In the 1998 film Bulworth, Warren Beatty's wayward Senator loses his mind and reveals how US politics is bankrolled by big corporations. While not matching the Hollywood actor's looks, the Health Secretary, Andrew Lansley, seems similarly to have taken leave of his senses in a series of announcements that have astonished commentators by their rapidity and foolishness.
The difference is that this former private secretary to Norman Tebbit has not been railing against corporations. Instead, he has been embedding their views in policy.
While other coalition ministers are making plans to protect the public from rogue banks and energy giants, Mr Lansley has been fending off proposals to tackle the junk-food giants. Campaigners began to realise something was afoot on 16 June when, with his support, Conservative MEPs killed off traffic-light labelling, which exposes hidden salt, fat and sugar. By doing so, his party went against the advice of the British Medical Association, the British Dietetic Association, the British Heart Foundation and dozens of other health and consumer groups.
A week later the National Institute for Health and Clinical Excellence published a plan to prevent 40,000 deaths from heart disease, calling for a ban on trans fats, no TV junk-food advertising before 9pm and restrictions on takeaways close to schools. The British Heart Foundation, the Faculty of Public Health and the Royal College of Physicians supported those proposals. Yet the Department of Health rejected them outright on the day of publication, saying that people should just eat better and exercise more. On 30 June, Mr Lansley ridiculed Jamie Oliver's campaign on school dinners, saying it had been a flop, and a week later scrapped £75m of funding for the Change4Life anti-obesity campaign, for which he appealed for funding from... makers of fatty foods.
This week Mr Lansley was waving his axe at the Food Standards Agency, set up 10 years ago following the last Conservative government's cover-up of BSE and which devised the traffic-light system on food that would have hit junk-food sales. Though still awaiting the results of a review of "arm's length bodies", Mr Lansley intends to hand the FSA's role on public health to the Department of Health. While admittedly too timid with food firms, the FSA has saved thousands of lives by cajoling them into reformulating products. Jack Winkler, nutrition professor at London Metropolitan University, described its salt campaign as "the single best nutrition policy in the UK since the Second World War".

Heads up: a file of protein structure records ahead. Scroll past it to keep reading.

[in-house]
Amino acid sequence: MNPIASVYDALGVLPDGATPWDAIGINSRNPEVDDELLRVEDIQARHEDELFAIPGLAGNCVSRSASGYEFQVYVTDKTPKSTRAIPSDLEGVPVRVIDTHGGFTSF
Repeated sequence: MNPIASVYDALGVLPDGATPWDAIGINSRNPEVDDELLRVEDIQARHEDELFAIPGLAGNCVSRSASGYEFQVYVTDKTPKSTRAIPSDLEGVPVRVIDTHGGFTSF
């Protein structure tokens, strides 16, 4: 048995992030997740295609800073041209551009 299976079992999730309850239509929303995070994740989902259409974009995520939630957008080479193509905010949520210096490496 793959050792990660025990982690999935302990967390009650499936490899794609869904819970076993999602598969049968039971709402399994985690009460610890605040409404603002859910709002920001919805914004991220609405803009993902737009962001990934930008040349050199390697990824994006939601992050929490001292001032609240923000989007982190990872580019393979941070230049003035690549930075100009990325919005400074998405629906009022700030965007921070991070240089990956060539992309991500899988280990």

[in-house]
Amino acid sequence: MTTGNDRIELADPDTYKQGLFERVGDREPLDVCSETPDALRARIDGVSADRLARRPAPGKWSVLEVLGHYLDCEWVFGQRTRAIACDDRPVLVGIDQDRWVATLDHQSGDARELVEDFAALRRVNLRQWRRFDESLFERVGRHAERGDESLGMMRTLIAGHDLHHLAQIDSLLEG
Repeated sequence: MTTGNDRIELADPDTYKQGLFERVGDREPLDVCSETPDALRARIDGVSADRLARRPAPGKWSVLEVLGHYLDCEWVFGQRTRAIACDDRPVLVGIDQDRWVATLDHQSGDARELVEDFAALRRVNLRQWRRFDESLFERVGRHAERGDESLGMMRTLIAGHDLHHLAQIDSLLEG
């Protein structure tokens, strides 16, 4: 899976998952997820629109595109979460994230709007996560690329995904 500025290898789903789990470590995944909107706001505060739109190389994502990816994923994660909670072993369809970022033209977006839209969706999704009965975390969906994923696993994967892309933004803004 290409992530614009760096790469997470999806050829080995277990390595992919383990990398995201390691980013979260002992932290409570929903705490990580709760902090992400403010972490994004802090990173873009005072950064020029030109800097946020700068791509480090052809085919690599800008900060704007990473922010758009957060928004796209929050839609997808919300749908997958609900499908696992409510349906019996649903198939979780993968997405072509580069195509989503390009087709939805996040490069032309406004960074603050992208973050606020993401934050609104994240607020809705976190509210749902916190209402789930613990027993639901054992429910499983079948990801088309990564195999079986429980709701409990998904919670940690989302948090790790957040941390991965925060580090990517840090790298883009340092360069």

Throughout, Mr Lansley has parroted the junk-food industry's line that there is no such thing as bad food, only a bad diet. There is some truth to this: people must take responsibility for what they eat. But the mantra ignores the forces arrayed against healthy-eating. Manufacturers spend hundreds of millions of pounds promoting addictive and enticing fatty and sugary brands – against Change4Life's £25m-a-year budget; most labelling hides the unhealthiness of these high-margin products, and supermarkets promote them far more aggressively than they do fresh produce.
Some wonder if Mr Lansley has been nobbled by lobbyists. He mentioned Unilever while opposing traffic-light labelling. Private Eye suggests that Lucy Neville-Rolfe, head of corporate affairs at Tesco, advises him. Yet the Electoral Commission has no record of substantial donations to the Conservative Party from multinational food firms. We must assume the Secretary of State really believes that public health professionals are incompetent.
At almost no public cost, he could have slimmed a corpulent industry that has made most people look as if they have been inflated with air through their belly button. Instead, we will all be paying the hospital bill for obesity for decades to come.
For further reading
'Prevention of Cardiovascular Disease' by Nice (guidance.nice.org.uk/PH25)
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